Deep vein thrombosis (DVT) occurs when a blood clot (thrombus) forms in one or more of the deep veins in your body, usually in your legs. Deep vein thrombosis can cause leg pain or swelling but also can occur with no symptoms.
You can get DVT if you have certain medical conditions that affect how your blood clots. A blood clot in your legs can also happen if you don’t move for a long time, such as after you have surgery or an accident when you’re traveling a long distance, or when you’re on bed rest.
Deep vein thrombosis can be very serious because blood clots in your veins can break loose, travel through your bloodstream and get stuck in your lungs, blocking blood flow . However, pulmonary embolism can occur with no evidence of DVT.
There are three main goals to DVT treatment.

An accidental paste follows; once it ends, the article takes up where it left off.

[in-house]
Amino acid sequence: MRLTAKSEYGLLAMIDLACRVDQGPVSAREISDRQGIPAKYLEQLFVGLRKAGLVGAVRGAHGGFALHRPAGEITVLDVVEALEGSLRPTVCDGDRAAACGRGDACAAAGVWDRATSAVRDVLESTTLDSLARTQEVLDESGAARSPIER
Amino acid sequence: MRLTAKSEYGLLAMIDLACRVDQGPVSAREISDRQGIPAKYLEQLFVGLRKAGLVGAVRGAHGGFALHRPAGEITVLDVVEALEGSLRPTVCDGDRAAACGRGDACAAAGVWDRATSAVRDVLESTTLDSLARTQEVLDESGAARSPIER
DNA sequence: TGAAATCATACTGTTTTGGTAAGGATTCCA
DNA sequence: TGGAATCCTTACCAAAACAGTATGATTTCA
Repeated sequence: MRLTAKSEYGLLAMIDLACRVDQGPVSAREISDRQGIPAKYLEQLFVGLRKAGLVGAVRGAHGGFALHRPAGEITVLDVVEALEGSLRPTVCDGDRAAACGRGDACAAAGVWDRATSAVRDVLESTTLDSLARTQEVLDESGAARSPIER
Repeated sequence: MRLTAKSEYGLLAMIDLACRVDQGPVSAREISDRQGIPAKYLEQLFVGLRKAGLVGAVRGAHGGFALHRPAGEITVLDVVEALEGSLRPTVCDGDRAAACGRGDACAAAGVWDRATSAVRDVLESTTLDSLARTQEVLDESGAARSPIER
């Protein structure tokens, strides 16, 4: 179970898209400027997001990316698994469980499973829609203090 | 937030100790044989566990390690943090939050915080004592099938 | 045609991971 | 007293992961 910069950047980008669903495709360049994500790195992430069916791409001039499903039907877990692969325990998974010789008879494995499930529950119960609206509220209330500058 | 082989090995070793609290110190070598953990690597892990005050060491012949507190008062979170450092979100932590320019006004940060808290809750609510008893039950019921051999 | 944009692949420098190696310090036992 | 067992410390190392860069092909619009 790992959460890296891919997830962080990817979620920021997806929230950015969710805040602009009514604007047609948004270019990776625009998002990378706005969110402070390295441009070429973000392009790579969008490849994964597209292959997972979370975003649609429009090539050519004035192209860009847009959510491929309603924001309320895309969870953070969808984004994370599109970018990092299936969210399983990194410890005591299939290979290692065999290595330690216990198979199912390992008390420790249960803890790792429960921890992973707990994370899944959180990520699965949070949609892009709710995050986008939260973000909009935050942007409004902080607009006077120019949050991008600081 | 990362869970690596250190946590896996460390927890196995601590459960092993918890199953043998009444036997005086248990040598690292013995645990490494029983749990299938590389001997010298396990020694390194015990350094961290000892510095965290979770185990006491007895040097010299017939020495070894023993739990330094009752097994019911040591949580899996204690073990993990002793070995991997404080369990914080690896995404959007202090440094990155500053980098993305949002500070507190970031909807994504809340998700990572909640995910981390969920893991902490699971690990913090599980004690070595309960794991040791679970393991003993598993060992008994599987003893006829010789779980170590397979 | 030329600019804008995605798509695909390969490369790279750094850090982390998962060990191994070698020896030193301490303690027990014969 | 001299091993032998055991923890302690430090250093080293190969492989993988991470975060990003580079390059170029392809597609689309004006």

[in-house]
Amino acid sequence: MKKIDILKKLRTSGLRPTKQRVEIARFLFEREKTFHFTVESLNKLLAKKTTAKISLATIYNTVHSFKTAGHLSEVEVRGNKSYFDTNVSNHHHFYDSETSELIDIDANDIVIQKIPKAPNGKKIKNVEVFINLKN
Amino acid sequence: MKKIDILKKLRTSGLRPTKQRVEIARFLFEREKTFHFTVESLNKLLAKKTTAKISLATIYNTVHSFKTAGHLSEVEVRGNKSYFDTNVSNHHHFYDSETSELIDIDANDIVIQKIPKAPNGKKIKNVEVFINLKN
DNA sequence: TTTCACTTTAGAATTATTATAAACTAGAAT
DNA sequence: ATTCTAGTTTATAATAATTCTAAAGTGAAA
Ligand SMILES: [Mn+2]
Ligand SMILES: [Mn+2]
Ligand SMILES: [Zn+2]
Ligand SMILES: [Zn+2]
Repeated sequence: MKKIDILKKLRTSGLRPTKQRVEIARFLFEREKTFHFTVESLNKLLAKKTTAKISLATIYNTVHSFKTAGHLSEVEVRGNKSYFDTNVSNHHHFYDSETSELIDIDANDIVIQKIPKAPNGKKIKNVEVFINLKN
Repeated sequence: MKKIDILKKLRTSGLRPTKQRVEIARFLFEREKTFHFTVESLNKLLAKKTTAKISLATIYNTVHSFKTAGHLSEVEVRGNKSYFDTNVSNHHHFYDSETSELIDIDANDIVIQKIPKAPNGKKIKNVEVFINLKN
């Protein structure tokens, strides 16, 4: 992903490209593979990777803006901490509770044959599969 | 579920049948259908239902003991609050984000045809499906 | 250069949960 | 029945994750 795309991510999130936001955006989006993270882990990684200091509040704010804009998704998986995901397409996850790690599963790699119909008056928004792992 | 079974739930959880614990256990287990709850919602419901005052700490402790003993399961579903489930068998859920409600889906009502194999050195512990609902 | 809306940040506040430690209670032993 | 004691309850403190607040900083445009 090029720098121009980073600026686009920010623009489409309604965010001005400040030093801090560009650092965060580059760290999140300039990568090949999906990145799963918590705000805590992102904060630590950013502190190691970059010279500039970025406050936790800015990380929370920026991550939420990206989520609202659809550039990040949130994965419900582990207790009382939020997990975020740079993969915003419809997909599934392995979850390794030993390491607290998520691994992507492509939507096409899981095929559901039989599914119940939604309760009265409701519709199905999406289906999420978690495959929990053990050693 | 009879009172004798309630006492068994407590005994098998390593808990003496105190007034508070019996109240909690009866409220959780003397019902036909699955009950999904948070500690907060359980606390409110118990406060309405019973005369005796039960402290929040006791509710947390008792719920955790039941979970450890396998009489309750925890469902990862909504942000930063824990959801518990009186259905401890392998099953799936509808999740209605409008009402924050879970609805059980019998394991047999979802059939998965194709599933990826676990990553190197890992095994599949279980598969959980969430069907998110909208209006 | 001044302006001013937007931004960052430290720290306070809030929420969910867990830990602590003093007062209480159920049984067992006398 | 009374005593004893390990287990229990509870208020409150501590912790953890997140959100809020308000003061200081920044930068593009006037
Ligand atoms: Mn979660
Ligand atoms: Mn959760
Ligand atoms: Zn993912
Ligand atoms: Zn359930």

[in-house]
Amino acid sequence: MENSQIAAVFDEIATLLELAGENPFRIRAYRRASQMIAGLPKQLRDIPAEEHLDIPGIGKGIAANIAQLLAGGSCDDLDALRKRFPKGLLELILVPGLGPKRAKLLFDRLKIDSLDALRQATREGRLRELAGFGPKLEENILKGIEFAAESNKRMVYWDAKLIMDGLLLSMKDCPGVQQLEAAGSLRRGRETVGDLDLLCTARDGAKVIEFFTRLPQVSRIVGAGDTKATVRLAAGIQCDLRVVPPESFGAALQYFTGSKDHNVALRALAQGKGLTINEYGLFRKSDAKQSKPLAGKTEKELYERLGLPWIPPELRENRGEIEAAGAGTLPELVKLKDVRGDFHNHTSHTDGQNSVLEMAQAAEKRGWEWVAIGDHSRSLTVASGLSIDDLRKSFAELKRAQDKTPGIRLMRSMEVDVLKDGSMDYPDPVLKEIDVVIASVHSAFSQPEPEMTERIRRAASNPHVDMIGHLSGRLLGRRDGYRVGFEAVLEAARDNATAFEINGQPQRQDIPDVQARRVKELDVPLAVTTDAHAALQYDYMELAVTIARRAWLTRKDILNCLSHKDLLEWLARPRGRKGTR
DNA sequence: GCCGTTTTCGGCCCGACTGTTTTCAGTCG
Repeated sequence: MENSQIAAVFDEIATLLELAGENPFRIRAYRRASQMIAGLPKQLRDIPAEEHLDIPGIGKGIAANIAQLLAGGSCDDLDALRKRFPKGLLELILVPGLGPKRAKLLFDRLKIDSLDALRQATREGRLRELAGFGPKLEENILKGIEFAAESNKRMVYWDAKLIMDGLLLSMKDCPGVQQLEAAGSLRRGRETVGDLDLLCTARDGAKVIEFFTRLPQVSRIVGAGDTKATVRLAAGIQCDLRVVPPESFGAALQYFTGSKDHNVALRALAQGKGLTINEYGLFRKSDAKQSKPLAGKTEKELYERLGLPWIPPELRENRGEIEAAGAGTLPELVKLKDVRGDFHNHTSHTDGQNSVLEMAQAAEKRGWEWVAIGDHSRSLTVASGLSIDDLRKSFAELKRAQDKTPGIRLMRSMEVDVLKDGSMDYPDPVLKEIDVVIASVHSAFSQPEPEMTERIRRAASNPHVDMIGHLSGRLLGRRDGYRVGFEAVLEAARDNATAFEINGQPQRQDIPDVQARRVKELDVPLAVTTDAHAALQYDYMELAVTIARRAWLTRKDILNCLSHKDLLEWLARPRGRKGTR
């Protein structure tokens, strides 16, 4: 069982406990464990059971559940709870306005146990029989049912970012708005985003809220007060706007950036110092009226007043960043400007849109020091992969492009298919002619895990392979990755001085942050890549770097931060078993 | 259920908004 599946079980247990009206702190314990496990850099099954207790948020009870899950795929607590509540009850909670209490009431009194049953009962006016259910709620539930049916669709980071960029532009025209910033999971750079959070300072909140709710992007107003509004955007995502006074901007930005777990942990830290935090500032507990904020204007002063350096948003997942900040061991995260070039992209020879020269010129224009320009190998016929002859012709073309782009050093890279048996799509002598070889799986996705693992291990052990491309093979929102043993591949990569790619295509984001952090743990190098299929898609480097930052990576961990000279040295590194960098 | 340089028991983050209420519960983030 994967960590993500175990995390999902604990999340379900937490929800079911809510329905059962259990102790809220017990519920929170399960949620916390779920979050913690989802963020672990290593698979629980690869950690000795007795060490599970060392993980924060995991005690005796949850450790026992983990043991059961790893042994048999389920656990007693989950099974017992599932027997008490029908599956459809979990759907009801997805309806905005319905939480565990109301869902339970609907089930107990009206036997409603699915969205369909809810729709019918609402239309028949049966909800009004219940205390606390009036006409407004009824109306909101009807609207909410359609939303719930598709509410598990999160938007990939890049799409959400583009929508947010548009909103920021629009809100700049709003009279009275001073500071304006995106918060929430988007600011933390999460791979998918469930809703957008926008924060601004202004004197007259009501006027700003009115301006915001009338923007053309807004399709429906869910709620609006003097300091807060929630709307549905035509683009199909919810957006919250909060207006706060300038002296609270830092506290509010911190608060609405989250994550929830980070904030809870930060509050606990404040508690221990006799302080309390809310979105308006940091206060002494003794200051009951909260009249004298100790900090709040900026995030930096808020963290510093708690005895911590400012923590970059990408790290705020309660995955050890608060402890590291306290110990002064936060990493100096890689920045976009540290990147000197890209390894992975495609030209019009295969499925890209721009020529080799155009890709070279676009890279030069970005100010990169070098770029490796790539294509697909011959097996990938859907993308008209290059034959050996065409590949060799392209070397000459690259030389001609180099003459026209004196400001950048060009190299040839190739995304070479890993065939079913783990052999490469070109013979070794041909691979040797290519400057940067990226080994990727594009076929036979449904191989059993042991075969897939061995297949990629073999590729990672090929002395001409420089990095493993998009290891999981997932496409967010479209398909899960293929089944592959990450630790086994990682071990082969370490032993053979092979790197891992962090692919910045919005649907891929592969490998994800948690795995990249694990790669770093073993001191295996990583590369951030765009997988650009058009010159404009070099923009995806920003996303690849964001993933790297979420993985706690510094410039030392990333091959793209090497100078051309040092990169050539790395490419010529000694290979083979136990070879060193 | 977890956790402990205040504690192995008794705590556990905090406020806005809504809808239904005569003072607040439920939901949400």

DVT treatment options include:
Blood thinners. DVT is most commonly treated with anticoagulants, also called blood thinners.
Clot busters. Also called thrombolytics, these drugs might be prescribed if you have a more serious type of DVT or PE, or if other medications aren’t working.
Filters. If you can’t take medicines to thin your blood, you might have a filter inserted into a large vein — the vena cava — in your abdomen.
Compression stockings. These special knee socks reduce the chances that your blood will pool and clot.